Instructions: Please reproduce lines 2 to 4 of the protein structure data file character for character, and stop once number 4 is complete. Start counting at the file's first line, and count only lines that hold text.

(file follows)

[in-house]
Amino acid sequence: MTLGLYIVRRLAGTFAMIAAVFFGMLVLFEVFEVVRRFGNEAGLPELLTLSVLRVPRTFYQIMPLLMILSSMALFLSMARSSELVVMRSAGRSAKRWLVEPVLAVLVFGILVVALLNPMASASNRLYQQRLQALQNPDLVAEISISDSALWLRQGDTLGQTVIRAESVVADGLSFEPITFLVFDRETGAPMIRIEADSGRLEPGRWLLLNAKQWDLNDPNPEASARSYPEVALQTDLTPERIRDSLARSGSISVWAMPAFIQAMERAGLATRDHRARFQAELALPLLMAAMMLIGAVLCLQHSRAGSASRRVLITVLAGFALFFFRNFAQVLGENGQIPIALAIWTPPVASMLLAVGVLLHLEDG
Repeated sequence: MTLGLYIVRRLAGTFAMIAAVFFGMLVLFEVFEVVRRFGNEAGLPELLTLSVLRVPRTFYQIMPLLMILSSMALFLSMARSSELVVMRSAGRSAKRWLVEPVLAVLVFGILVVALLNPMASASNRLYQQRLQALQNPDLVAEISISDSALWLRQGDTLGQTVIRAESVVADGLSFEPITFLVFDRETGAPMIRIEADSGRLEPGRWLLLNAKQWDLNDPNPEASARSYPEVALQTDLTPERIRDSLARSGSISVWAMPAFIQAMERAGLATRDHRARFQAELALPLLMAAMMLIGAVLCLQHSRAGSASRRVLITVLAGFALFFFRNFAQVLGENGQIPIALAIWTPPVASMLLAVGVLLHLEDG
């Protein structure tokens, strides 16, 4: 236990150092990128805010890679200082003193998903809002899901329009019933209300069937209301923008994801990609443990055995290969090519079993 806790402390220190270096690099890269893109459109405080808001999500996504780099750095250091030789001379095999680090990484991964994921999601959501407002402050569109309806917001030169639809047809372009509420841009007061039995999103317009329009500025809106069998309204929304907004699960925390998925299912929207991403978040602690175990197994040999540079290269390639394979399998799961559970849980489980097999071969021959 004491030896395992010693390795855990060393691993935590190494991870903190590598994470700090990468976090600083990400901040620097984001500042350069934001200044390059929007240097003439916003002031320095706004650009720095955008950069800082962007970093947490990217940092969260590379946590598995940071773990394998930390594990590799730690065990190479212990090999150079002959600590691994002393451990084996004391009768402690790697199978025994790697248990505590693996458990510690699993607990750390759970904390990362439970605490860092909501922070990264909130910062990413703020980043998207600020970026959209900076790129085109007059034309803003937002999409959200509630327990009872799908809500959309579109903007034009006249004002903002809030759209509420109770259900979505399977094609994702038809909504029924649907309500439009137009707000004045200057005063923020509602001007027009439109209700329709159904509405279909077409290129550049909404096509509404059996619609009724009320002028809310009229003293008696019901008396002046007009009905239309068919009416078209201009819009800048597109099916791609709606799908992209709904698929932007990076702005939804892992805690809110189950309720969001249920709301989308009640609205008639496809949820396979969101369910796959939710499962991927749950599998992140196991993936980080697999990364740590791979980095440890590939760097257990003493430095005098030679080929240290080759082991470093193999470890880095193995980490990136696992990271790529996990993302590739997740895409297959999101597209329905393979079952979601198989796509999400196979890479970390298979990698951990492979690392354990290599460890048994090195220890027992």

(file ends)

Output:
Amino acid sequence: MTLGLYIVRRLAGTFAMIAAVFFGMLVLFEVFEVVRRFGNEAGLPELLTLSVLRVPRTFYQIMPLLMILSSMALFLSMARSSELVVMRSAGRSAKRWLVEPVLAVLVFGILVVALLNPMASASNRLYQQRLQALQNPDLVAEISISDSALWLRQGDTLGQTVIRAESVVADGLSFEPITFLVFDRETGAPMIRIEADSGRLEPGRWLLLNAKQWDLNDPNPEASARSYPEVALQTDLTPERIRDSLARSGSISVWAMPAFIQAMERAGLATRDHRARFQAELALPLLMAAMMLIGAVLCLQHSRAGSASRRVLITVLAGFALFFFRNFAQVLGENGQIPIALAIWTPPVASMLLAVGVLLHLEDG
Repeated sequence: MTLGLYIVRRLAGTFAMIAAVFFGMLVLFEVFEVVRRFGNEAGLPELLTLSVLRVPRTFYQIMPLLMILSSMALFLSMARSSELVVMRSAGRSAKRWLVEPVLAVLVFGILVVALLNPMASASNRLYQQRLQALQNPDLVAEISISDSALWLRQGDTLGQTVIRAESVVADGLSFEPITFLVFDRETGAPMIRIEADSGRLEPGRWLLLNAKQWDLNDPNPEASARSYPEVALQTDLTPERIRDSLARSGSISVWAMPAFIQAMERAGLATRDHRARFQAELALPLLMAAMMLIGAVLCLQHSRAGSASRRVLITVLAGFALFFFRNFAQVLGENGQIPIALAIWTPPVASMLLAVGVLLHLEDG
């Protein structure tokens, strides 16, 4: 236990150092990128805010890679200082003193998903809002899901329009019933209300069937209301923008994801990609443990055995290969090519079993 806790402390220190270096690099890269893109459109405080808001999500996504780099750095250091030789001379095999680090990484991964994921999601959501407002402050569109309806917001030169639809047809372009509420841009007061039995999103317009329009500025809106069998309204929304907004699960925390998925299912929207991403978040602690175990197994040999540079290269390639394979399998799961559970849980489980097999071969021959 004491030896395992010693390795855990060393691993935590190494991870903190590598994470700090990468976090600083990400901040620097984001500042350069934001200044390059929007240097003439916003002031320095706004650009720095955008950069800082962007970093947490990217940092969260590379946590598995940071773990394998930390594990590799730690065990190479212990090999150079002959600590691994002393451990084996004391009768402690790697199978025994790697248990505590693996458990510690699993607990750390759970904390990362439970605490860092909501922070990264909130910062990413703020980043998207600020970026959209900076790129085109007059034309803003937002999409959200509630327990009872799908809500959309579109903007034009006249004002903002809030759209509420109770259900979505399977094609994702038809909504029924649907309500439009137009707000004045200057005063923020509602001007027009439109209700329709159904509405279909077409290129550049909404096509509404059996619609009724009320002028809310009229003293008696019901008396002046007009009905239309068919009416078209201009819009800048597109099916791609709606799908992209709904698929932007990076702005939804892992805690809110189950309720969001249920709301989308009640609205008639496809949820396979969101369910796959939710499962991927749950599998992140196991993936980080697999990364740590791979980095440890590939760097257990003493430095005098030679080929240290080759082991470093193999470890880095193995980490990136696992990271790529996990993302590739997740895409297959999101597209329905393979079952979601198989796509999400196979890479970390298979990698951990492979690392354990290599460890048994090195220890027992």